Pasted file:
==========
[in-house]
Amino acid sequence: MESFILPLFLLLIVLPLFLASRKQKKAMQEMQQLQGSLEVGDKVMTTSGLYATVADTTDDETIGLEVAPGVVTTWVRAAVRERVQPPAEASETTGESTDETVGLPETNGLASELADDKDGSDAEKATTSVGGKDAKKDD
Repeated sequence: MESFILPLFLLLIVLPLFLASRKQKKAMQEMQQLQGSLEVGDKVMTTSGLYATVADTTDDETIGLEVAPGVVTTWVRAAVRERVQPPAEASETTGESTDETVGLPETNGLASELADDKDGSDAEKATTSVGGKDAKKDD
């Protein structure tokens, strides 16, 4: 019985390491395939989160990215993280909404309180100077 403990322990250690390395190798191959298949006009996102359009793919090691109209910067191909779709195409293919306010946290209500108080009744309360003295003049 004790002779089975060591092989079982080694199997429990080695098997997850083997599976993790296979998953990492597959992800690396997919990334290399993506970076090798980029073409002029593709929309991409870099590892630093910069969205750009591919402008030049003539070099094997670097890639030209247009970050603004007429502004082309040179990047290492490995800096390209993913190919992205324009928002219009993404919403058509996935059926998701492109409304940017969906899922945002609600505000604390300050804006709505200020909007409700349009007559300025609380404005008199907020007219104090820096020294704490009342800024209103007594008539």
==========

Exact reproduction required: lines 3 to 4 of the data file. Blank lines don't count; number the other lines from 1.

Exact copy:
Repeated sequence: MESFILPLFLLLIVLPLFLASRKQKKAMQEMQQLQGSLEVGDKVMTTSGLYATVADTTDDETIGLEVAPGVVTTWVRAAVRERVQPPAEASETTGESTDETVGLPETNGLASELADDKDGSDAEKATTSVGGKDAKKDD
């Protein structure tokens, strides 16, 4: 019985390491395939989160990215993280909404309180100077 403990322990250690390395190798191959298949006009996102359009793919090691109209910067191909779709195409293919306010946290209500108080009744309360003295003049 004790002779089975060591092989079982080694199997429990080695098997997850083997599976993790296979998953990492597959992800690396997919990334290399993506970076090798980029073409002029593709929309991409870099590892630093910069969205750009591919402008030049003539070099094997670097890639030209247009970050603004007429502004082309040179990047290492490995800096390209993913190919992205324009928002219009993404919403058509996935059926998701492109409304940017969906899922945002609600505000604390300050804006709505200020909007409700349009007559300025609380404005008199907020007219104090820096020294704490009342800024209103007594008539």